My other issue is that they often bring “Balance” by making classes more alike. In old-school D and D being a fighter meant hitting very hard.. but having very few choice. Now, being a fighter involves the exact same mechanics as a mage…. except maybe your MP is called “Rage”. I don’t want my thief to play like a fighter or a mage. I picked a thief to be a thief goshdarnit!

    Final Fantasy 3/6 is my best example of imbalance creating characters. Each character has a skill set that it unique to them alone. Between Sabin’s fighting game mechanics and Setzer’s slot machine… no two characters felt the same. Poor Locke may have had an underwhelming steal when compared to Edgars Autocrowbow… but thats part of why I’ve grown attached to him.

    Modern gamers may think I’m crazy… but a little imbalance can indeed be a good thing.

  • Chance said,

    Lovely article, Jay. I’ve been wondering why I can’t scratch my RPG itch as of late, and I think you’ve hit the nail on the head. I’ve been playing roguelikes recently, and I’m having more fun with Stone Soup than with Oblivion. I can feel the change inside me, and I know that I’m slowly turning full-indie.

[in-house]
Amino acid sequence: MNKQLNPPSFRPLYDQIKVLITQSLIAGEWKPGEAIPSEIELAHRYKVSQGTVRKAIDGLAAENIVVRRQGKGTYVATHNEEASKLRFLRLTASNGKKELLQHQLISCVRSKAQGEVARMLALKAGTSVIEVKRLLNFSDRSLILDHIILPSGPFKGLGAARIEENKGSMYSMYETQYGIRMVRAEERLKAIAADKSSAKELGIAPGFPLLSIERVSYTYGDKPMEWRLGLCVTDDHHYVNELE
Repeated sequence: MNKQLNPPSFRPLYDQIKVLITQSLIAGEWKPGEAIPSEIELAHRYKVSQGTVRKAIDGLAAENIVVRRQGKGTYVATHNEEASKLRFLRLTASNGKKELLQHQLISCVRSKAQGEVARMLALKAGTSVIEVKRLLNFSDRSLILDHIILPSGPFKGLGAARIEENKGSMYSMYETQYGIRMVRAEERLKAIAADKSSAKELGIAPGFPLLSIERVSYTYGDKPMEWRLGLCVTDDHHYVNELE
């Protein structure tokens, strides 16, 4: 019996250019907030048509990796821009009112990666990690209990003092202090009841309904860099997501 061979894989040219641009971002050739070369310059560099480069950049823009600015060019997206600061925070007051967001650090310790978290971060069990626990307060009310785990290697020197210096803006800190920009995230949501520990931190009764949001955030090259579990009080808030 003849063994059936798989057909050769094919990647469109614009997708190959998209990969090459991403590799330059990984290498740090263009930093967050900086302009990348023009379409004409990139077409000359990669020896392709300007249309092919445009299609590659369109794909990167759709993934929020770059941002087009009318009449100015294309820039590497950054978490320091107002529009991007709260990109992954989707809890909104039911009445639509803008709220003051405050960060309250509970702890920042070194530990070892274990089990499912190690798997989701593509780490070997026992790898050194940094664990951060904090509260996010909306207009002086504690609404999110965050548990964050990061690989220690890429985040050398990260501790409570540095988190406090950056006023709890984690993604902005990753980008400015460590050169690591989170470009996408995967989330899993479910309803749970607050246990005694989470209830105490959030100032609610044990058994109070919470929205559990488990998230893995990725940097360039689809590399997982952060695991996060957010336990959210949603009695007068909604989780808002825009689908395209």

And I like it.

  • Rampant Coyote said,

    @McTeddy – Call me crazy right along with you, then, because that’s exactly the kind of thing I’m talking about. Yeah, there was stuff that kinda “broke” the game, but they were usually not THAT bad.

    @Chance – Yay! I still enjoy a nice, polished, mainstream RPG too, but sometimes it really takes an indie game or an old-school game from GOG.COM to “scratch the itch” for me as well. Sometimes I’m not sure how else to explain it.

  • Maklak said,

    I agree with this. I played Morriwind for maybe half a year, and it was fun and engaging. I never knew, what I would find. Sometimes on lower levels I had to run or savescumm. Sometimes I would find some overpowered piece of equipment or explored an interesting location. OFC in time I leveled up, and learned to cheese. I made amulet with permament flight and speed bonus, used a crossbow to dispose of cliffracers from afar, learned that alchemy is overpowered, etc. The game was different by then, because my character was night-invulnerable, but the exploration part still made it fun.